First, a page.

By Oahu Volunteer Coordinator & ODA Advisory Board Member Marjorie Zensen
Conditions on July 16th were a bit questionable, so we opted to go to a Plan B scenario.
Plan B was something we had wanted to do for a while (eight months to be exact) so we were excited to put it into play! What exactly was “Plan B “? Well, it was a recovery project! Not something we really wanted to do have to do but things are just not always smooth sailing!
To back the story up and explain…about eight months ago we had a huge haul of lead. The lift bags did their job perfectly, but it was a rough, rough day and getting the bucket back on board proved to be extra challenging. In the end, the bucket cracked, separating from the lift bag. At around 90 feet it found the sea floor and debris was scattered. We were so, so heartbroken!
Here's what our buckets look like - see a stack of them in front of Glenn (on the right):
Lesson learned: Keep the tools current! Things decay quickly here on the islands. Even items like plastic buckets get brittle over time! Thank you to our donors who make it possible for us to purchase essential debris-removal equipment like buckets, lift bags, and other tools!
The second situation we had was a couple of months ago. All was going well; from the ocean floor Glenn Roberts and Mark England had successfully deployed (inflated) a lift bag which was intended to pull to the surface an attached bucket full of lead, fishing line, and other debris that divers had collected. The bag was lifting to the surface and the divers were making their ascent. All of a sudden it dropped and hit the sea floor at around 85 feet, intact. Photographer Crystal Gray was ascending with them and was able to capture a photo of the poor lonely bucket! Unfortunately, the divers were running low on air and bottom time and could not safely descend to retrieve the bucket.
Here (on the current outing) you see how we use the buckets - setting them on the ocean floor and filling them with debris:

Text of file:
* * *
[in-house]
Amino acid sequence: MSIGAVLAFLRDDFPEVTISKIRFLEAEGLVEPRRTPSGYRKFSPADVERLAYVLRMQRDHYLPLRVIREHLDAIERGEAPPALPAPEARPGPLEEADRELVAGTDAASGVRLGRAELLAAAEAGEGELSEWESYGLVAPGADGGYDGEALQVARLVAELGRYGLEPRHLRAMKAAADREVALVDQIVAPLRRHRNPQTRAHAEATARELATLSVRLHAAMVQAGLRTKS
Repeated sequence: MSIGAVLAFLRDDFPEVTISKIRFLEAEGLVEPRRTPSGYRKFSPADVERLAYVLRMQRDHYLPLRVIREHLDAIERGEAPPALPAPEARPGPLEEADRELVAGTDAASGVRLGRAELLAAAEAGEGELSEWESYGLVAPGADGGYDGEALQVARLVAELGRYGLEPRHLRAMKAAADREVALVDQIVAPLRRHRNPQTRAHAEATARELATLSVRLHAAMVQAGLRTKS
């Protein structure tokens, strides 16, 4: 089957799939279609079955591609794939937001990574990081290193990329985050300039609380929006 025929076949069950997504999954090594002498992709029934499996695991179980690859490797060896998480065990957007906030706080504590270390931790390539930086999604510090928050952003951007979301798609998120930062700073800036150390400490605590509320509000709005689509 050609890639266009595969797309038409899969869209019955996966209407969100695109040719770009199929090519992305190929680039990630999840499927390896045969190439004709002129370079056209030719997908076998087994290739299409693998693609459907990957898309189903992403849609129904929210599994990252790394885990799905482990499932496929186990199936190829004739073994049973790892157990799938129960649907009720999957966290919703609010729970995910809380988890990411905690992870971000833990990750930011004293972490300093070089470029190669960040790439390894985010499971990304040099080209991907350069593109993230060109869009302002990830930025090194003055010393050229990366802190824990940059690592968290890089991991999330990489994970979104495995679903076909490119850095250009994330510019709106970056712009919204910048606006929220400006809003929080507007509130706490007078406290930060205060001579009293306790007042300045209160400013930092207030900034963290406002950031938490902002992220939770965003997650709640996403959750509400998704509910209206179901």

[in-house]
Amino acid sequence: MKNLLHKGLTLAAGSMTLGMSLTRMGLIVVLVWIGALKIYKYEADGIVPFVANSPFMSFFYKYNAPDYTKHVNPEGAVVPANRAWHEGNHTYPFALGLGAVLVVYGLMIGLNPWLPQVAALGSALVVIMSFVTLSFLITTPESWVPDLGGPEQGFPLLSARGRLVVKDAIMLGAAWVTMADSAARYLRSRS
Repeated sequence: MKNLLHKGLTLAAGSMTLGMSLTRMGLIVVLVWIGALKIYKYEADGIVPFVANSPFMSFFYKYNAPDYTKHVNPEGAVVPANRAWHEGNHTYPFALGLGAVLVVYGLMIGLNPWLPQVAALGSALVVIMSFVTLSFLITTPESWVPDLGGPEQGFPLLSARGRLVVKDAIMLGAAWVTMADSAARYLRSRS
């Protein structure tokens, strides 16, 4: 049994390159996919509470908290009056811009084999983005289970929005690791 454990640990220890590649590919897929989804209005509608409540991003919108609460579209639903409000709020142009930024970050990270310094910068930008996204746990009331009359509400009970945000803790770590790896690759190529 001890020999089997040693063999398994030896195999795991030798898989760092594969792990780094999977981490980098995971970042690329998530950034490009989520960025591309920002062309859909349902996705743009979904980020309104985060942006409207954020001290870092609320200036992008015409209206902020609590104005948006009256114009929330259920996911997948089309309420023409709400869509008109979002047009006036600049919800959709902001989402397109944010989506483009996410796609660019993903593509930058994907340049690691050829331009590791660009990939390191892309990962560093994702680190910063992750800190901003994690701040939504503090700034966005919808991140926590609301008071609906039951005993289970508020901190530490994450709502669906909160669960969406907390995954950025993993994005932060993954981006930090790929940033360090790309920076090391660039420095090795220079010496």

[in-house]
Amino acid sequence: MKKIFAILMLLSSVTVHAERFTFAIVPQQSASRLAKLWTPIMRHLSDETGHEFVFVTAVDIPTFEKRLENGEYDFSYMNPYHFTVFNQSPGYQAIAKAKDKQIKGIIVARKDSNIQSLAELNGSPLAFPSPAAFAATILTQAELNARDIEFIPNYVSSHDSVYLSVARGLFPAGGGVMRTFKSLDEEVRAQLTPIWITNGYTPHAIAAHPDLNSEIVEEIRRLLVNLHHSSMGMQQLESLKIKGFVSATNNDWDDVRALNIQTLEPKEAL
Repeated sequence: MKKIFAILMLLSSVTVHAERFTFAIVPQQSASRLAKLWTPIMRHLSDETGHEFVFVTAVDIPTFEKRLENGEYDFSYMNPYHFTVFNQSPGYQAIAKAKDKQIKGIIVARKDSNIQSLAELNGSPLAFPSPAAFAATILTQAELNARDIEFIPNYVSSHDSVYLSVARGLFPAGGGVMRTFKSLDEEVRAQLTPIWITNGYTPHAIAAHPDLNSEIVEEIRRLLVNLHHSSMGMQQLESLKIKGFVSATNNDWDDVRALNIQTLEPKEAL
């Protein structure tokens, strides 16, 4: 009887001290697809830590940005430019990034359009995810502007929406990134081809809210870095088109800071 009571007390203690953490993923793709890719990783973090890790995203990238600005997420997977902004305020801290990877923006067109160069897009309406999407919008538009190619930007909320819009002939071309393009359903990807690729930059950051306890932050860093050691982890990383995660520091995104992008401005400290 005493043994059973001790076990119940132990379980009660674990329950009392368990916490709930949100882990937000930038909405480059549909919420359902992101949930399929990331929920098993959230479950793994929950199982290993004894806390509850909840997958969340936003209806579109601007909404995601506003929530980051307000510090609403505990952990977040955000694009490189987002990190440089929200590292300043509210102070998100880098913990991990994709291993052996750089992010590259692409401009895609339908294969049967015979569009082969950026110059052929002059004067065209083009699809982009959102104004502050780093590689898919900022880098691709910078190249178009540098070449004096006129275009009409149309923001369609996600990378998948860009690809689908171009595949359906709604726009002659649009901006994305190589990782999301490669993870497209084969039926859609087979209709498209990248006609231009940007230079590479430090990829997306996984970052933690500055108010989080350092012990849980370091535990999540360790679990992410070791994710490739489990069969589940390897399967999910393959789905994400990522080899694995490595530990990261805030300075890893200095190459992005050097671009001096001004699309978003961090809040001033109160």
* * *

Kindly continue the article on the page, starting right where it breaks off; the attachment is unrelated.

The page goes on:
Lesson learned: Not really a lesson…but a reminder. This is why we keep our divers away from the bucket divers when they ascend! And we especially keep divers from being UNDER a bucket! Personally, this is one of the safety concerns I am always, always reminding the divers about. Especially divers who are diving with us for the first time!
So, back to yesterday! Mission: Retrieve two escaped buckets and their debris.
The first drop into the rough waters off of Fish Camp was three divers, Glenn Roberts, Mark England and me, Marjorie Zensen. We agreed that at 10 minutes if we did not find anything, we would deploy our surface marker buoy (SMB) to show our boat crew where we were. If we did find something, we would deploy our lift bag which would tell the crew that there was debris to haul out. Unfortunately, we had to send up our SMB, do a safety stop, surface, and wait for the boat…empty handed. We were three sad divers who climbed back on the boat.
Second drop was at Spitting Caves. This would require more of a search and rescue type dive even though Captain Troy Diamond dropped the divers using coordinates saved from the original outing. The coordinates were spot on though and within minutes of doing search and rescue patterns the divers located the debris field!
Dive Master Gary Liebmann, Ed Sisino, Dan Okamura, Michael Dal Pra, and photographer Crystal Gray did a great job retrieving 156 pounds of lead, around 200 feet of line and wire, one of old bag full of lead as well as parts of our broken bucket (the logo sticker was in perfect condition after eight months of submersion…note to ourselves to thank the company that supplies our stickers!).
Overall, it was a successful day with the help of deckhands Temple Liebmann and Mark England’s son, Nick England.
Here we are with the catch of the day!
We DO have a new plan to retrieve that other bucket. Hopefully we can make that happen next dive at Fish Camp!
As always, a huge mahalo to our boat charter partner Island Divers Hawai’i for striving with us for a debris-free sea and also a mahalo to Captain Troy for keeping us safe! And thank you to our donors who help us go out there!
If you’d like to ensure ODA cleanup crews can continue removing marine debris including abandoned fishing gear, your contribution will help pay for fuel and supplies – thank you!